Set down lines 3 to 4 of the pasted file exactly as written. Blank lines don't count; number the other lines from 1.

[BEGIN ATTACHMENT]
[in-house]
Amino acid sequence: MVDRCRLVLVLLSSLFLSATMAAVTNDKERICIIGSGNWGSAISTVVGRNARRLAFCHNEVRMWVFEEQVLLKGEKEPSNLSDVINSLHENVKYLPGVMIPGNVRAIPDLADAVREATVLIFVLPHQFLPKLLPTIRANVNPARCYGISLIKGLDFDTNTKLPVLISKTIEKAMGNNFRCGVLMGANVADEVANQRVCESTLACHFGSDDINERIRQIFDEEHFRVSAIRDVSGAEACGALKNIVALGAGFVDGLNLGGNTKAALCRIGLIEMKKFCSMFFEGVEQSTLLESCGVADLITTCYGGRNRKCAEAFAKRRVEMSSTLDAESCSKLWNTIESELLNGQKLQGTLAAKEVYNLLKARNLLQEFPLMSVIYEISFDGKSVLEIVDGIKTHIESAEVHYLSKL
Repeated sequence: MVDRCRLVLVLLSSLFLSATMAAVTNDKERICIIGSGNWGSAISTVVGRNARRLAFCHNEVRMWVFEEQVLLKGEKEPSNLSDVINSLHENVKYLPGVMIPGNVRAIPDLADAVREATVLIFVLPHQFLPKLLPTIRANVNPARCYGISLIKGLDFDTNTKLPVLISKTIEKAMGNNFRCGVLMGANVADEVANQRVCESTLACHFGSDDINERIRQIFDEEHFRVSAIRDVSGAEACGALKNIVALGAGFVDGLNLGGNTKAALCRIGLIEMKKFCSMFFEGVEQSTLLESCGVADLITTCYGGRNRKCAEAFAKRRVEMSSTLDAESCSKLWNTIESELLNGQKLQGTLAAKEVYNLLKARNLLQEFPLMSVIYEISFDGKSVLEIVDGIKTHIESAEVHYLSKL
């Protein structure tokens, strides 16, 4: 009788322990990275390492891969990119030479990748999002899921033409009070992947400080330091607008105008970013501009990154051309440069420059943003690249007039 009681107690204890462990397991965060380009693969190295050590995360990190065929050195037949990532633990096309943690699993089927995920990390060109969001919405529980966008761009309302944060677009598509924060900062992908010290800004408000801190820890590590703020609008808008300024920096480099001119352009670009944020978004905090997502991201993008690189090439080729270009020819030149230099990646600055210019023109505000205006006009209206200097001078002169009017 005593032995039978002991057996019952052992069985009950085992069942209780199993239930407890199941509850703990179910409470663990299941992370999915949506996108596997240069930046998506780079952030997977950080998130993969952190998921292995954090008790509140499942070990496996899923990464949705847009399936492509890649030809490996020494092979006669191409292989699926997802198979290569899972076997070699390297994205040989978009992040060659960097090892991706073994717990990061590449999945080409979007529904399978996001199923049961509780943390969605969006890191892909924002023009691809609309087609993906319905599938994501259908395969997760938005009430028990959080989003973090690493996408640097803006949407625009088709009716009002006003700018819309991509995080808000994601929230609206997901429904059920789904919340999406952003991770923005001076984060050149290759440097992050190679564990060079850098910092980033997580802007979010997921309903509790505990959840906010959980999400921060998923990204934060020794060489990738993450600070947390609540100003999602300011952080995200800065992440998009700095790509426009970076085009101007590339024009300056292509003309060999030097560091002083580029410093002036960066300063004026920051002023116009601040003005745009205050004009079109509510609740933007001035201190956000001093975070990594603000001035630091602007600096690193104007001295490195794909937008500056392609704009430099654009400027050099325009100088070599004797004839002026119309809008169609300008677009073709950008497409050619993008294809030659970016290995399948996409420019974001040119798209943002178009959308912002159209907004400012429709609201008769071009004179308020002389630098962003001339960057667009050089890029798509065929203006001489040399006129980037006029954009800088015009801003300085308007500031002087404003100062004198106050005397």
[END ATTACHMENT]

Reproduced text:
Repeated sequence: MVDRCRLVLVLLSSLFLSATMAAVTNDKERICIIGSGNWGSAISTVVGRNARRLAFCHNEVRMWVFEEQVLLKGEKEPSNLSDVINSLHENVKYLPGVMIPGNVRAIPDLADAVREATVLIFVLPHQFLPKLLPTIRANVNPARCYGISLIKGLDFDTNTKLPVLISKTIEKAMGNNFRCGVLMGANVADEVANQRVCESTLACHFGSDDINERIRQIFDEEHFRVSAIRDVSGAEACGALKNIVALGAGFVDGLNLGGNTKAALCRIGLIEMKKFCSMFFEGVEQSTLLESCGVADLITTCYGGRNRKCAEAFAKRRVEMSSTLDAESCSKLWNTIESELLNGQKLQGTLAAKEVYNLLKARNLLQEFPLMSVIYEISFDGKSVLEIVDGIKTHIESAEVHYLSKL
């Protein structure tokens, strides 16, 4: 009788322990990275390492891969990119030479990748999002899921033409009070992947400080330091607008105008970013501009990154051309440069420059943003690249007039 009681107690204890462990397991965060380009693969190295050590995360990190065929050195037949990532633990096309943690699993089927995920990390060109969001919405529980966008761009309302944060677009598509924060900062992908010290800004408000801190820890590590703020609008808008300024920096480099001119352009670009944020978004905090997502991201993008690189090439080729270009020819030149230099990646600055210019023109505000205006006009209206200097001078002169009017 005593032995039978002991057996019952052992069985009950085992069942209780199993239930407890199941509850703990179910409470663990299941992370999915949506996108596997240069930046998506780079952030997977950080998130993969952190998921292995954090008790509140499942070990496996899923990464949705847009399936492509890649030809490996020494092979006669191409292989699926997802198979290569899972076997070699390297994205040989978009992040060659960097090892991706073994717990990061590449999945080409979007529904399978996001199923049961509780943390969605969006890191892909924002023009691809609309087609993906319905599938994501259908395969997760938005009430028990959080989003973090690493996408640097803006949407625009088709009716009002006003700018819309991509995080808000994601929230609206997901429904059920789904919340999406952003991770923005001076984060050149290759440097992050190679564990060079850098910092980033997580802007979010997921309903509790505990959840906010959980999400921060998923990204934060020794060489990738993450600070947390609540100003999602300011952080995200800065992440998009700095790509426009970076085009101007590339024009300056292509003309060999030097560091002083580029410093002036960066300063004026920051002023116009601040003005745009205050004009079109509510609740933007001035201190956000001093975070990594603000001035630091602007600096690193104007001295490195794909937008500056392609704009430099654009400027050099325009100088070599004797004839002026119309809008169609300008677009073709950008497409050619993008294809030659970016290995399948996409420019974001040119798209943002178009959308912002159209907004400012429709609201008769071009004179308020002389630098962003001339960057667009050089890029798509065929203006001489040399006129980037006029954009800088015009801003300085308007500031002087404003100062004198106050005397």